If you’ve read the news or have seen any recent headlines, you may see a trending article about a company mandating remote employees back to the office.
And even worse, seeing a quote from some executive leader that makes misleading or even stereotypical remarks against work from home, when the data shows it is not true.
So why are some companies pushing this “back to the office” narrative so hard? Well, there are a collection of reasons. The good news is these organizations are not the majority.
People Want to Work Remotely
I’m sure that you are not surprised that people want to work remotely. Yet, it seems companies still question this.
But thankfully, there has been various research studies done that proves that yes, employees want to work remotely.
And while not everyone will want to work from home full-time, the vast majority would like some flexibility in their work options. It’s why the hybrid work model has become so appealing to many Fortune 500 companies.
Here are just a small collection stats:
- 59% of respondents in a study said they would be more likely to choose an employer who offered remote work at least part of the time, compared to those who didn’t. (Global Workplace Analytics)
- Currently, 68% of Americans would prefer to be fully remote. And at least 23% would take a 10% pay cut to work from home indefinitely. (Zippia)
- 81% of workers expect their employer to continue supporting remote work. A majority of workers are in favor of remote work, even the ones who’d never worked remotely before the COVID-19 pandemic. (Zippia)
The classic productivity excuse.
Additionally, many of the cliche statements against remote work have been proven false. Like the classic, “remote work hurts productivity.” NOPE.
So next time you need an excuse to work from home, you can always use some data to back you up! Here are just some stats around remote work and productivity.
- For example, a survey by Mercer of 800 HR leaders reported that 94% found that the staff at their companies were more or equally productive working remotely compared to working in the office.
- A two-year survey by Great Place to Work of more than 800,000 employees showed that the shift to working remotely during the pandemic boosted worker productivity by 6% on average.
- 77% of workers who work from home at least a few times per month show an increase in productivity. (Zippia)
- Turnover reduces by 50% when employees have access to a work-from-home option. (Zippia)
Why Are Companies Going Back to the Office?
While I am a big fan of remote work, there are also SOME valid concerns for organizations.
In fact, in a few instances it does make sense as to why they may be mandating a return to the office. GASP! I know, I’m going against the grain here. But don’t get me wrong, some of these “reasons” are lame and result from outdated thinking.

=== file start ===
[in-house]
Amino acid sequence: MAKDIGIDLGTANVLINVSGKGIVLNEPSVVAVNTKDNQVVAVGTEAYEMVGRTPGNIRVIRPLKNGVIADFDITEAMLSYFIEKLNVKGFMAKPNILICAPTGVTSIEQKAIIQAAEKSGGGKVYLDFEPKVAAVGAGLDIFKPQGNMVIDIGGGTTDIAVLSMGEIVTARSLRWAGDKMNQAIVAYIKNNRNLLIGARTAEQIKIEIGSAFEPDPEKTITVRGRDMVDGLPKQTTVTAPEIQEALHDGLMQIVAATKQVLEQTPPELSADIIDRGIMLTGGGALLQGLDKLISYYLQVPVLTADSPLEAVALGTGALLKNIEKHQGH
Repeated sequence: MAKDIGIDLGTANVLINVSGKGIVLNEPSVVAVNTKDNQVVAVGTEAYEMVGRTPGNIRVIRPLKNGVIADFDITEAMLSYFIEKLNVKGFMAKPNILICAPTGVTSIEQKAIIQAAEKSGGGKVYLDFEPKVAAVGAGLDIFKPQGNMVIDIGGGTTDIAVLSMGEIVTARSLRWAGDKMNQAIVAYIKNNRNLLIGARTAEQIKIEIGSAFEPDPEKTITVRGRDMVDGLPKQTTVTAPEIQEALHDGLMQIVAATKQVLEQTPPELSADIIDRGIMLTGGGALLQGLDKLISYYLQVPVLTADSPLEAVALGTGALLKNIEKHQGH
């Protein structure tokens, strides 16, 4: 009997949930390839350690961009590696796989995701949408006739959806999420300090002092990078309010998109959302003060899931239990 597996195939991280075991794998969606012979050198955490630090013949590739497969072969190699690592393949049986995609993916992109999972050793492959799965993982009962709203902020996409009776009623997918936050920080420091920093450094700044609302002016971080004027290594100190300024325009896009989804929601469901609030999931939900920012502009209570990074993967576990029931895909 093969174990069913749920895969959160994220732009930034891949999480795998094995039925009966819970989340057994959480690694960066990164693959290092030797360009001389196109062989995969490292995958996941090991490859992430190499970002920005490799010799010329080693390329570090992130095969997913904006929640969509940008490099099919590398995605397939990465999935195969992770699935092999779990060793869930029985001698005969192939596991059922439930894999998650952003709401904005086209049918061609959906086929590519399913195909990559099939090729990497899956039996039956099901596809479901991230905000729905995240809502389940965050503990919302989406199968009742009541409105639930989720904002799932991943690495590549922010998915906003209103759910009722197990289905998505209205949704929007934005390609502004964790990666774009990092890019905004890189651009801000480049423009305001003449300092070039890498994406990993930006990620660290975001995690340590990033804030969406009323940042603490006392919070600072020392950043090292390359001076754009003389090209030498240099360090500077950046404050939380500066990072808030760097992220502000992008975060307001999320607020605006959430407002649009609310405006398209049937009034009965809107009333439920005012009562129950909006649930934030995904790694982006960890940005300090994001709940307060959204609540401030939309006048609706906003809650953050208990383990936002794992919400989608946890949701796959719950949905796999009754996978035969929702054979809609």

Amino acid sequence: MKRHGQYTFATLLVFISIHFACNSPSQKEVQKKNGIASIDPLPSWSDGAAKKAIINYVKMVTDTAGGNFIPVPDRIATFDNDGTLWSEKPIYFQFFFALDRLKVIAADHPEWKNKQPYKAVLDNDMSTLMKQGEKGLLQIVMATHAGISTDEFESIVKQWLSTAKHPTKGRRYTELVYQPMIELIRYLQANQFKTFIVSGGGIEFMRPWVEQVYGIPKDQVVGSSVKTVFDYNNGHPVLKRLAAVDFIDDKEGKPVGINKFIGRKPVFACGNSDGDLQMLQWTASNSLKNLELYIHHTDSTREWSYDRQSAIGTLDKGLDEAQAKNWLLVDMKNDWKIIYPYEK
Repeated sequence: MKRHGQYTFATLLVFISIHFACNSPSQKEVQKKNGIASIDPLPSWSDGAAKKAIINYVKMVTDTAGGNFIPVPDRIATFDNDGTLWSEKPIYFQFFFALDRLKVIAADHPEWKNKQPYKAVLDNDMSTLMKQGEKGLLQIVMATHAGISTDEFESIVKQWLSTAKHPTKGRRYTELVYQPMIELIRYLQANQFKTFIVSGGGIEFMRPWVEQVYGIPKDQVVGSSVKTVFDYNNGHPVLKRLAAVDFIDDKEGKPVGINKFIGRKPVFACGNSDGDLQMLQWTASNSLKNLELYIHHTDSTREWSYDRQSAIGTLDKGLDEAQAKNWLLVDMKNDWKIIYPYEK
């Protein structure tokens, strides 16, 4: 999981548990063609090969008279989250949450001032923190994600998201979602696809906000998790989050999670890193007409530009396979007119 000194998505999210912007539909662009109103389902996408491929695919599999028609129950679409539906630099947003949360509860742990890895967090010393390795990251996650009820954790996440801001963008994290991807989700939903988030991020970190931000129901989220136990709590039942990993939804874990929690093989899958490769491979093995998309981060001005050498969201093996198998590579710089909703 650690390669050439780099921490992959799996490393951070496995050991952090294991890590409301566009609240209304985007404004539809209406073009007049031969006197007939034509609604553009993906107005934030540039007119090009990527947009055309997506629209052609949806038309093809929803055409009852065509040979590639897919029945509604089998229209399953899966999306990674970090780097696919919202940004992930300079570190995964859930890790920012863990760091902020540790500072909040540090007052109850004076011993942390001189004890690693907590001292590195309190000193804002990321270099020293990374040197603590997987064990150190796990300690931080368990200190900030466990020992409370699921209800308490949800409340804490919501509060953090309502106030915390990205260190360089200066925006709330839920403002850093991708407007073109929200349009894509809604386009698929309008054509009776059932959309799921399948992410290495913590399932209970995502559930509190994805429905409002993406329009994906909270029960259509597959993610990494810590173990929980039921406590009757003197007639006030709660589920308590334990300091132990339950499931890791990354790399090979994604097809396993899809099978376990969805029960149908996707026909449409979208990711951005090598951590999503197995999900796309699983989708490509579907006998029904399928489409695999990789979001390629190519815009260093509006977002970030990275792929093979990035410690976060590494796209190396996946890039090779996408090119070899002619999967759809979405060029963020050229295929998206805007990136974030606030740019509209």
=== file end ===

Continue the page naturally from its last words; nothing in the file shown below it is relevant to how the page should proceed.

The workplace is certainly evolving and younger generations are refusing to give in to the corporate nonsense of yesteryear.
So, here are the common reasons some companies are going back to the office.
1. Companies are stuck in long commercial leases.
Many companies pre-covid times, have long leases for their office space. Many of which the company cannot back out of their contract.
So there is this big empty space just eating up money. From a business perspective, I totally understand the challenge.
While contracts length can vary, many are locked in to 3 to 10 years. And quite a few companies may have unlucky timing to sign or extend a lease right before the pandemic hit.
2. Companies own their buildings and are stuck with costs.
And even bigger expenses and the “hard pill to swallow” for leaders, are when their company actually owns the office building.
Since this is a nice piece of real estate, getting top dollar when everyone is remote is a challenge as the demand and price for the office declines.
For the company, it justified getting employees back to the office and trying to prop up the value.
3. Leadership has a lack of trust in remote employees.
Many executives have trust issues. It says more about them and the hiring practice than it does remote employees.
But while companies bring people back to the office won’t admit it, trust is a big reason. Managers and executives often think those working from home are less productive and aren’t actually working.
After all, they can’t see them at their desks so how do you know anyone is actually working!? 🙄
For sure there are some employees who will take advantage of their employer, but it’s usually easy to spot.
4. Companies aren’t willing to adapt their systems and onboarding.
The processes used in the office to scale and onboard employees won’t carry over the same in remote work environments. And too often, organizations won’t adapt and refresh their approach.